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On The Topic Of Euthanasia, By A 15 Year Old High School Freshman

As my oldest closed out her first year of homeschooling with Seton last year {after attending public schools exclusively prior to} I was surprised to see she had chosen such a meaty topic to write about for her grammar and composition class. “Euthanasia” I thought to myself. Huh. That’s a topic I wouldn’t have known to choose or how to write or, to be honest, recalling how I would have responded at that age, what my take on it would have been. I mean, I knew abortion was wrong, but the other life issues were not something I knew much about.

I thought I would share her paper {with her permission, of course!} because even though it is a simple three point essay, it gives some insights that are pretty deep for the typical 15 year old my 15 year old.

 

Euthanasia is defined as intentionally killing a person who is suffering or whose life seems

burdensome or meaningless. It is a combination of murder and suicide. The Church teaches that

life is a sacred gift from God. Euthanasia is evil because it goes against God’s plan, society

wrongly decides who is worth living and who is not, and it robs the individual of offering up

their suffering.

     Euthanasia goes against God’s plan. God is the sovereign Master of life. He entrusts us

to take care of our bodies, although it is dangerous for the soul if we decide to take ownership of

our bodies. Our bodies are made to serve, love and praise God. Euthanasia is the grave opposite

of how we can love God.

     Society mistakenly decides the value of all life. It fails to recognize that all life has a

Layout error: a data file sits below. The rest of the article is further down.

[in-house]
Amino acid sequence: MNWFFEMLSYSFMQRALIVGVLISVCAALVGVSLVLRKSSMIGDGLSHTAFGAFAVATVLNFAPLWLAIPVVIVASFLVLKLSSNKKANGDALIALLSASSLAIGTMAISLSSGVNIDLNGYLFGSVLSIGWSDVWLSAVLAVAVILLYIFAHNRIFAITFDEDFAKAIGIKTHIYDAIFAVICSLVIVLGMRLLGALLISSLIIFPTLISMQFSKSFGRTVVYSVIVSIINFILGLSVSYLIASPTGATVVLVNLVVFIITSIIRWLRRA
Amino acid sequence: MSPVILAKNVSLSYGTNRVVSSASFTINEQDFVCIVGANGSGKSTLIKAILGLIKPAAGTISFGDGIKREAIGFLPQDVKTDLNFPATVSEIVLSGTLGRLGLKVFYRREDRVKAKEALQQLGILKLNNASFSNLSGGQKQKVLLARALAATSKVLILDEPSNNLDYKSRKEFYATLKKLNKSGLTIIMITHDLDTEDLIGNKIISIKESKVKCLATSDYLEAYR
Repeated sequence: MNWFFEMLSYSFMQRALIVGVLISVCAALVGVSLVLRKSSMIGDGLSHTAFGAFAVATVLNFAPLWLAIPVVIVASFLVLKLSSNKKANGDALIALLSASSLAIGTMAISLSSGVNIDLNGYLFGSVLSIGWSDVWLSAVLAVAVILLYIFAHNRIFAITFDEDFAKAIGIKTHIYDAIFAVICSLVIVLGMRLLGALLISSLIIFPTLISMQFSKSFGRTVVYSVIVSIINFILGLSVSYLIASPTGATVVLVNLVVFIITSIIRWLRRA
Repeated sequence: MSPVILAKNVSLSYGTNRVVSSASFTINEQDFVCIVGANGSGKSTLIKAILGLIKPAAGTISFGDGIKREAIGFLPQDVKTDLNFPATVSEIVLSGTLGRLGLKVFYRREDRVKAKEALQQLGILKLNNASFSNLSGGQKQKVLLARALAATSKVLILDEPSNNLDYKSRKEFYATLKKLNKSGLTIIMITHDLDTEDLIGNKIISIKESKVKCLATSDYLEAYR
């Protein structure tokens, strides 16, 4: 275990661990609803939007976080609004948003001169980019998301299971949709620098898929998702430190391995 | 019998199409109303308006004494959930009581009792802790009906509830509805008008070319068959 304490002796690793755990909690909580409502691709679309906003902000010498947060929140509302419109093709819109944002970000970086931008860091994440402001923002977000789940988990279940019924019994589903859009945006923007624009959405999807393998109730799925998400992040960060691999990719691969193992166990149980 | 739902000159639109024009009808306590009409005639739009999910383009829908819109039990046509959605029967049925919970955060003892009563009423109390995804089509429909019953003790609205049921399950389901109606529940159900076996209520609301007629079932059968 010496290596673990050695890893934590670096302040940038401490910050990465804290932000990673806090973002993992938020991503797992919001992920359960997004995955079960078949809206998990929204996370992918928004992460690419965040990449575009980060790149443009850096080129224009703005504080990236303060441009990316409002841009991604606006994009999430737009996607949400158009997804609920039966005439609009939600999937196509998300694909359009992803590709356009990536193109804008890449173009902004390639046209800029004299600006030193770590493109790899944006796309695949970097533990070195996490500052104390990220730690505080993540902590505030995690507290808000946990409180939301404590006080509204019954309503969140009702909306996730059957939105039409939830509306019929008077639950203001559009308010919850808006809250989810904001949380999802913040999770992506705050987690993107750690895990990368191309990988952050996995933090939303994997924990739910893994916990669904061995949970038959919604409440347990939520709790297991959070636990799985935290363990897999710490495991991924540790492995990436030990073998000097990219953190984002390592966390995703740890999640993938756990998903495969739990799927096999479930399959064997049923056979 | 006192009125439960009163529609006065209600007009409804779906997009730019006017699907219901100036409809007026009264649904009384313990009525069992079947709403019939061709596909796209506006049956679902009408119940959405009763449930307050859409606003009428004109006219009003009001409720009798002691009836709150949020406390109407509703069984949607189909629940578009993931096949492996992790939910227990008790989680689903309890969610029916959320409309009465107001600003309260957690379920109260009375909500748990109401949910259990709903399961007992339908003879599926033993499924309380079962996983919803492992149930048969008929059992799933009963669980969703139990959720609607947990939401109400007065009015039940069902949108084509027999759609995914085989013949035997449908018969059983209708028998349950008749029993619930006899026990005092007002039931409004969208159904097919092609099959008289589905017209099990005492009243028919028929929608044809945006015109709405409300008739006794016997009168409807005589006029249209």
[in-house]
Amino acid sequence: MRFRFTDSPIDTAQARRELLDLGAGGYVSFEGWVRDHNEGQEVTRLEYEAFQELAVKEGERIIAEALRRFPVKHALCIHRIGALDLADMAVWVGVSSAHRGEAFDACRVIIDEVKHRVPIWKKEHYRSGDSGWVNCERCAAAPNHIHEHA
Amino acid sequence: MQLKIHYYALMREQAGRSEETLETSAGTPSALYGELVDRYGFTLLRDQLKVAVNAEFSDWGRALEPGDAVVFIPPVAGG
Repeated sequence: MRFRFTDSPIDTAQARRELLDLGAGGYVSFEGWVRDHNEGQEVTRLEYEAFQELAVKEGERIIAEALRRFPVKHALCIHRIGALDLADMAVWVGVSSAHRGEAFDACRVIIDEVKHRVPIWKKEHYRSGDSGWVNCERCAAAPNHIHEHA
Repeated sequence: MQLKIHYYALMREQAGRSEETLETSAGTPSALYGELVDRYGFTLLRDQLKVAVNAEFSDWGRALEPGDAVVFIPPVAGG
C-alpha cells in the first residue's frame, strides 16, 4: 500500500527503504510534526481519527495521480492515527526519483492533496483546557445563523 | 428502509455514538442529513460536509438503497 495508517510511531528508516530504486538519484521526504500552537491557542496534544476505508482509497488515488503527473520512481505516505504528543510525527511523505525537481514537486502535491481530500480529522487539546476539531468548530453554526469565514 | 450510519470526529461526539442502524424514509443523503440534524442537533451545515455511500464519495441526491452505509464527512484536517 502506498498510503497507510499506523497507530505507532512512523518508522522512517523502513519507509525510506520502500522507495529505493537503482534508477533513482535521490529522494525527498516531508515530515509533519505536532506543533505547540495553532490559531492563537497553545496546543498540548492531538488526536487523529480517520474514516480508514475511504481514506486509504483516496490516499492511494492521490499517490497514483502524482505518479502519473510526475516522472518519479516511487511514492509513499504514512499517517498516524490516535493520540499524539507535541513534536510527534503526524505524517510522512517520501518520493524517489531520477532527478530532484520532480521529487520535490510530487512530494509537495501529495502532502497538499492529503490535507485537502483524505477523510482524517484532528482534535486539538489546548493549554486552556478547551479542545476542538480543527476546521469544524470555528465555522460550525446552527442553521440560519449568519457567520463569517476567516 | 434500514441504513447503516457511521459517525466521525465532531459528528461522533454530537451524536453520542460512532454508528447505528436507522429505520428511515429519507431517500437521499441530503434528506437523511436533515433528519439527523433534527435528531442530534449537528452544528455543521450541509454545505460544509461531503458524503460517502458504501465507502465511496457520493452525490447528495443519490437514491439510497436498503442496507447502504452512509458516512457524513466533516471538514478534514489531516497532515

purpose, and God does not make mistakes. The handicapped, ill, and dying are seen as

burdensome or meaningless. Society sells “quality of life” as a good thing to people who do not

have a strong moral underpinning. Sadly, most of society falls into this category. We can see this

distortion of moral foundation in animal activist groups, such as PETA (People for the Ethical

Treatment of Animals). They place the value of animals on the same level, if not having more

worth than humans. In all this disorder and confusion, having God as the center of our life is

critical.

     Euthanasia deprives the human being from offering up their suffering. Society sees

suffering as a bad thing. Catholicism teaches that although God never wills suffering, He allows

it for our benefit. An example is a child suffering through swim lessons. The parents allow it so

the child’s fear will cease, and they will learn swim safety. We may not always understand God’s

reasons for allowing suffering, but through our Faith we can find comfort by trusting that we can

endure with His grace, by knowing there is a reason for it, and it helps us realize how dependent

we are on Him.

     Euthanasia is a misnomer because the prefix “eu” in Greek means pleasing, good, or

well. The “eu” is misleading as the three points prove. Without the Catholic Faith, we would be

caught up in society’s definition of what is good and what is bad. I think that the Church’s

definition of right and wrong is perfect, because God is perfect.

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About Martina Kreitzer

Martina is a cradle Catholic, wife to Neil, and mother to seven kiddos here {and three in heaven}– 4/96-1/17. She decided to homeschool the kiddos in 2010 after many years in public schools and is currently transitioning out of homeschooling. She is the creator of Catholic Sistas which focuses on a feminine perspective of the Catholic Faith. The website was the result of an existing camaraderie by the contributors in a Catholic women’s group she created. She is also a Seal of Approval evaluator for the Catholic Writers Guild. Lest you think she spends all her time online, Martina has enjoyed getting out into the community by serving on the Pastoral Council from 2010-2013. She is constantly on the lookout to make her parish as welcoming as the small town she grew up in East Texas. This task is not easy given that St. William is the largest parish in the Austin diocese, serving well over twenty thousand parishioners. She loves Jesus, coffee, bacon, chocolate, photography, more bacon, evangelizing, and the company of those unafraid to use their sense of humor.

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